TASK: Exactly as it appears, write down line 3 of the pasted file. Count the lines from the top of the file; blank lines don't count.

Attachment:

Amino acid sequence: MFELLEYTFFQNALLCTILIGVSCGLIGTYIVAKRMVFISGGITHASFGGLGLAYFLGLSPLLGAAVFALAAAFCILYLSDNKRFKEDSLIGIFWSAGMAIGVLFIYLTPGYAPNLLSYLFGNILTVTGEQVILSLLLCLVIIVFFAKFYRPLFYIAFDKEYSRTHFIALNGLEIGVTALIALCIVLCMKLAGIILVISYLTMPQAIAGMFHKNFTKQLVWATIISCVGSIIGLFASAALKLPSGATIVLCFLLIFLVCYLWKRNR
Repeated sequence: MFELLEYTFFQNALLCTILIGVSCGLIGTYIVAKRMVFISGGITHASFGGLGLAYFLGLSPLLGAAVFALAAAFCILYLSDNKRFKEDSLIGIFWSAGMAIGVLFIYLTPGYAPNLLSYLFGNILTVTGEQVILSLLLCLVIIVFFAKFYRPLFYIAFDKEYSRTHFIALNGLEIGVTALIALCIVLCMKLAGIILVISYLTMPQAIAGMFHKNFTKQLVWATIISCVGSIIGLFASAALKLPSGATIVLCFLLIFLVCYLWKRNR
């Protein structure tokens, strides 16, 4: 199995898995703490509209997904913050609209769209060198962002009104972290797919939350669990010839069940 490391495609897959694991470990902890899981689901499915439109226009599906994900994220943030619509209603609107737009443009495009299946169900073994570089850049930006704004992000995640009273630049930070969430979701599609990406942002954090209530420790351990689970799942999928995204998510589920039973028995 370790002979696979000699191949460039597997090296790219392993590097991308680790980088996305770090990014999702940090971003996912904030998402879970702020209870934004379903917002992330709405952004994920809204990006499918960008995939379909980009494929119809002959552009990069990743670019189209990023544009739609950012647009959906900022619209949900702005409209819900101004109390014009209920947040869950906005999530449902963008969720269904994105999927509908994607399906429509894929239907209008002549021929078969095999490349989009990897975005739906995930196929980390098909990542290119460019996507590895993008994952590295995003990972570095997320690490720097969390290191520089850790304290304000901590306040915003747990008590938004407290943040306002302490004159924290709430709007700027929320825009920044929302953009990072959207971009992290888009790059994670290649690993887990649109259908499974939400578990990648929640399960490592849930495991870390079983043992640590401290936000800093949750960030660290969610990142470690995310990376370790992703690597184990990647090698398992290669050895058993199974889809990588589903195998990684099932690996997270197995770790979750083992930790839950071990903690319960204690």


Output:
């Protein structure tokens, strides 16, 4: 199995898995703490509209997904913050609209769209060198962002009104972290797919939350669990010839069940 490391495609897959694991470990902890899981689901499915439109226009599906994900994220943030619509209603609107737009443009495009299946169900073994570089850049930006704004992000995640009273630049930070969430979701599609990406942002954090209530420790351990689970799942999928995204998510589920039973028995 370790002979696979000699191949460039597997090296790219392993590097991308680790980088996305770090990014999702940090971003996912904030998402879970702020209870934004379903917002992330709405952004994920809204990006499918960008995939379909980009494929119809002959552009990069990743670019189209990023544009739609950012647009959906900022619209949900702005409209819900101004109390014009209920947040869950906005999530449902963008969720269904994105999927509908994607399906429509894929239907209008002549021929078969095999490349989009990897975005739906995930196929980390098909990542290119460019996507590895993008994952590295995003990972570095997320690490720097969390290191520089850790304290304000901590306040915003747990008590938004407290943040306002302490004159924290709430709007700027929320825009920044929302953009990072959207971009992290888009790059994670290649690993887990649109259908499974939400578990990648929640399960490592849930495991870390079983043992640590401290936000800093949750960030660290969610990142470690995310990376370790992703690597184990990647090698398992290669050895058993199974889809990588589903195998990684099932690996997270197995770790979750083992930790839950071990903690319960204690």